The latest unscientific fad among law school watchers is comparing job openings projections for lawyers from the Bureau of Labor Statistics* with the number of students expected to graduate from law school. Frank McIntyre and I tested this method of predicting earnings premiums--the financial benefits of a law degree--using all of the available historical projections from the BLS going back decades. This method of prediction does not perform any better than random chance.** Labor economists--including those working at the BLS--have explicitly stated that BLS projections should not be used to try to value particular courses of study. Instead, higher education should be valued based on earnings premiums.
Bloggers who report changes in BLS projections and compare projected job openings to the number of students entering law school might as well advise prospective law students to make important life decisions by flipping a coin.
Many law graduates won't practice law. Many engineering graduates won't become engineers. Many students in every field end up working jobs that are not directly related to what they studied. They still typically benefit financially from their degrees by using them in other occupations where additional education boosts earnings and likelihood of employment.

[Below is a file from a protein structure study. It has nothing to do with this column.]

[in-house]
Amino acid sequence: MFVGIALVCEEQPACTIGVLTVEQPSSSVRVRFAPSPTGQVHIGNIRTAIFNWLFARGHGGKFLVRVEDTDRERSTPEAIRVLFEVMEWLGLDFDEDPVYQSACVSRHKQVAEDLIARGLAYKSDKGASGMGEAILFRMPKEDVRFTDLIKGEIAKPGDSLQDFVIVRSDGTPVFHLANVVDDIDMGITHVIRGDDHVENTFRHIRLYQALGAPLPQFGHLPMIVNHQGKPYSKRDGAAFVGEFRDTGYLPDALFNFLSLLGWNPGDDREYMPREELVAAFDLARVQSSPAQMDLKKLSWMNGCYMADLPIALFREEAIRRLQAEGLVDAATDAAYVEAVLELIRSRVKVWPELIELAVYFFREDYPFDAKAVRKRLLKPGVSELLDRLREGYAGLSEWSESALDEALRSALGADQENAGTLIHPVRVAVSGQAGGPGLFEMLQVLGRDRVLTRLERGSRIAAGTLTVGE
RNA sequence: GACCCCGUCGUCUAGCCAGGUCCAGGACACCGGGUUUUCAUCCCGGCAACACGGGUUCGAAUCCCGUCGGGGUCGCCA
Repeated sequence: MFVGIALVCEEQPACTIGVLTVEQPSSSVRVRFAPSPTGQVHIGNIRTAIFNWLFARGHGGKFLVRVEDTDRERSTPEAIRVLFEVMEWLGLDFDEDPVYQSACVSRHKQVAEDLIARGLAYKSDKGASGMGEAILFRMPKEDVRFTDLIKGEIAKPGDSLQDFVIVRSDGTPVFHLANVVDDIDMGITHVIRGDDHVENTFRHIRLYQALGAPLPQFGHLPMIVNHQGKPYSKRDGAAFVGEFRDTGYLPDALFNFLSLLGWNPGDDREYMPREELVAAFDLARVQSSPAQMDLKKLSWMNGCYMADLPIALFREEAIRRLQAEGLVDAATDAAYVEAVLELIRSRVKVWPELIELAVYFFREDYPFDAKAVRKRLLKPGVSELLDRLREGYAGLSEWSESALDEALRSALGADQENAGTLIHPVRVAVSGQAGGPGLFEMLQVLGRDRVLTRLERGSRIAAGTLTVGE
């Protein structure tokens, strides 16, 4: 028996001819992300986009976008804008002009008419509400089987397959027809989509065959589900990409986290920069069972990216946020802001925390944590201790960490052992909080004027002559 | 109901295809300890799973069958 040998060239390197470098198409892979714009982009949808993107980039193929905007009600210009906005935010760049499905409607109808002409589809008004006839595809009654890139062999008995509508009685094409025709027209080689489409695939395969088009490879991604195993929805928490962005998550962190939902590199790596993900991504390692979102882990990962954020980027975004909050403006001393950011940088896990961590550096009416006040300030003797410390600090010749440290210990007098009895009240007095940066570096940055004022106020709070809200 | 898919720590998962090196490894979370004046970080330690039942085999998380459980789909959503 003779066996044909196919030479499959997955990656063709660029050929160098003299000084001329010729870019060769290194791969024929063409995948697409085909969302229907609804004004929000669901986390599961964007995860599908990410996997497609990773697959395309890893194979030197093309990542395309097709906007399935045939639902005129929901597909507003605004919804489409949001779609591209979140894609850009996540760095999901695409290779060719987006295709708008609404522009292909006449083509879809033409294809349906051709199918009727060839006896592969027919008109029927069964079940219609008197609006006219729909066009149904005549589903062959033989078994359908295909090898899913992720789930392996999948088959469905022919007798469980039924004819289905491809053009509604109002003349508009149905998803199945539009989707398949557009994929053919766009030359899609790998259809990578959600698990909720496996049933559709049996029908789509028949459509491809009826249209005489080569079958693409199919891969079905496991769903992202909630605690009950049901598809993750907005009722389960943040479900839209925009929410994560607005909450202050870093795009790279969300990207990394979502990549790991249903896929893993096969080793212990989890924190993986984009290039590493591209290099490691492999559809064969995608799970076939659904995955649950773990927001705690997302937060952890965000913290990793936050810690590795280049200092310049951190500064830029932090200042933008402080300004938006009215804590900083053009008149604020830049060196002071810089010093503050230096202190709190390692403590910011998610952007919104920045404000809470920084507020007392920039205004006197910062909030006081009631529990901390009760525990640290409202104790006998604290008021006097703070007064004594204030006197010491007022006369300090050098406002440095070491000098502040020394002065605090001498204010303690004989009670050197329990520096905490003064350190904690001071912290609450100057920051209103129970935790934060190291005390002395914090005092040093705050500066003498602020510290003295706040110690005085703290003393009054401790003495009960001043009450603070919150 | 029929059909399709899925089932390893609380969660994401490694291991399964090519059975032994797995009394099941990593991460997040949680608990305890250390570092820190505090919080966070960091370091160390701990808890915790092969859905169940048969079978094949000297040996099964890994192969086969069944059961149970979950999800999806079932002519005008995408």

And if one's goal really is to practice law even if practicing law is not more lucrative than other opportunities opened by a law degree, then studying law may not be a guarantee, but it still dramatically improves the odds.
* BLS job opening projections--which are essentially worthless as predictors for higher education--should not be confused with BLS occupational employment statistics, which provide useful data about earnings and employment in many occupations, including for lawyers.
** There isn’t even strong evidence that changes in the ratio between BLS projected lawyer job openings and law class size predict changes in the percent of law graduates who will practice law, although the estimates are too noisy to be definitive. Historically, the ratio of BLS projected openings to law graduates (or first year enrollments 3 years prior) has systematically under-predicted by a wide margin the proportion of law graduates practicing law shortly after graduation, although it is clear that a large minority of law graduates do not practice law.